The more easily disgusted you are, the more likely you are to be a conservative/LGBTQ nation
Some things seem universal. You look at something disgusting, like a picture of a car wreck, and everyone would be repulsed. Disgust would not know political ideology.
Except that apparently it is.
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Studies have shown that the way you react to disgusting things — whether it’s the idea of maggot-infested meat or the smell of vomit — actually correlates to your political views. The more disgusted you are with something, the more likely you are to be conservative in your politics.
If this surprises you, it’s for the scientists who also decided to test the idea.
When neuroscientist Read Montague started a study in the mid-2000s, he was pretty skeptical. The idea was to test the hypothesis that political orientation can be partly inherited, somehow hardwired into our physiology.
Montague showed the volunteers a variety of images, including mutilated animals, dirty toilets, and sore-riddled faces, while scanning the volunteers’ minds. When he saw the results, he said Atlantic“my jaw dropped.”
Both liberals and conservatives reacted to the images. But different parts of their neural networks were activated. Based on where the activity was taking place, Montague could predict with over 95% accuracy whether a person was liberal or conservative. (Photos of bunnies and smiling babies didn’t have such a correlation.)
It was just a study. According to Atlantic, numerous studies have shown that the intensity of your disgust is closely linked to “a conservative philosophy”. The magazine defined this as having “characteristics such as traditionalism, religiosity, support for authority and hierarchy, sexual conservatism, and distrust of outsiders”.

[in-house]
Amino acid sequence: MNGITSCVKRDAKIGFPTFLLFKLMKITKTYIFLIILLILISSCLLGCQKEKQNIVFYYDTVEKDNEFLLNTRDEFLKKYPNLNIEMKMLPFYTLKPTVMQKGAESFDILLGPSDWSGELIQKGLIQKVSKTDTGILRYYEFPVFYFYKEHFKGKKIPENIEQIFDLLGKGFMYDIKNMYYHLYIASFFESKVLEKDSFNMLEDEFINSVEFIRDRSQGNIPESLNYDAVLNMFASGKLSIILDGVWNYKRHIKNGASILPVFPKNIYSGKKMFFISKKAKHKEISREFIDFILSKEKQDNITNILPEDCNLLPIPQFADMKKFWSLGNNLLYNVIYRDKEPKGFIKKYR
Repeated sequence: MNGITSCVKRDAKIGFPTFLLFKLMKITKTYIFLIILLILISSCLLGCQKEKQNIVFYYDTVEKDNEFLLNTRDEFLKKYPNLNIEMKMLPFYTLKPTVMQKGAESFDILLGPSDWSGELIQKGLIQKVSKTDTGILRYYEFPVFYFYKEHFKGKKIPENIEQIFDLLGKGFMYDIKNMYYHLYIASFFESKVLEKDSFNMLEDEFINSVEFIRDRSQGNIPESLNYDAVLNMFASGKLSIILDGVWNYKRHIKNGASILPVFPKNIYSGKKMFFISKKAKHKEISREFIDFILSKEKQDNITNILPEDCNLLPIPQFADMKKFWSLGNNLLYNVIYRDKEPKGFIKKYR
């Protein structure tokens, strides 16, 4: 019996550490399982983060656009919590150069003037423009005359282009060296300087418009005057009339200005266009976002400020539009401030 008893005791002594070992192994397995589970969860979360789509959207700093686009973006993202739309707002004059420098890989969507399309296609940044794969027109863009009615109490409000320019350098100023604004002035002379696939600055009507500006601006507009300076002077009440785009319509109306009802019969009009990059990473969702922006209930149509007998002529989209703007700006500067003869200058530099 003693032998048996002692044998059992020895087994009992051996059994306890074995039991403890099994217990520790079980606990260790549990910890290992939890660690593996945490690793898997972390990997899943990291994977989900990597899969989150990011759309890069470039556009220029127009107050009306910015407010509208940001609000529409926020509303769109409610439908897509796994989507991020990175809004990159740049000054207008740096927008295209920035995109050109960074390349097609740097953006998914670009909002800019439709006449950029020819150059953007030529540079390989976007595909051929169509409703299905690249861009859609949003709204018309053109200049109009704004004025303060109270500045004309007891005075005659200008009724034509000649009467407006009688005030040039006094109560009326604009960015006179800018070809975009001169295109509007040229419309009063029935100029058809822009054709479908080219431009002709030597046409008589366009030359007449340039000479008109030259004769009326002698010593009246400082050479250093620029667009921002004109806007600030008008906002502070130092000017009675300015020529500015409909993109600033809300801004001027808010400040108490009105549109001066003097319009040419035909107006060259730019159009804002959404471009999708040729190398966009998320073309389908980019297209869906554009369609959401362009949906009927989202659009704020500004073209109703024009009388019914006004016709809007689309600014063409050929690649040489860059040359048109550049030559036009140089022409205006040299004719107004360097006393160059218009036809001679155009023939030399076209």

If loathing and conservative political beliefs are intertwined by biology, then the right’s vicious attacks on LGBTQ progress are designed to appeal to exactly that feeling of revulsion.
In a typical example, in the 1990s, the Indiana Policy Review published an essay that described homosexuals as wearing “extremely high rates of disease caused by the nature of their sexual practices and the promiscuity that characterizes their way of life. It was at the height of the AIDS epidemic; unsurprisingly, Mike Pence was the president of the foundation that published the journal, which went on to talk about “feces” being ingested during rimming.
The same alarmism – or rhetoric of disgust – is prevalent today. The endless talk about bathrooms when it comes to transgender people is designed to associate them with something inherently dirty. Likewise, the growing slander linking LGBTQ people to pedophilia is another attempt to ignite the neural networks of disgust among conservatives, albeit unwittingly.
Unfortunately, the mechanism of disgust among conservatives is easily tied to a worldview that their world is being invaded by people who don’t look like them. Perhaps there was once a biological reason to be concerned about strangers as a source of contagion. Having this persistence in people’s neurology makes change even more difficult.
Worse still, disgust is something people don’t notice and aren’t likely to change on their own. It’s “less open to change based on your judgment, your thoughts, your reasoning,” said Cornell psychology professor David Pizarro. Atlantic.
This means that appealing to the lowest common denominator in the lowest terms can be a political winner, for those inclined to accept the message. There is only one word for this conclusion: disgusting.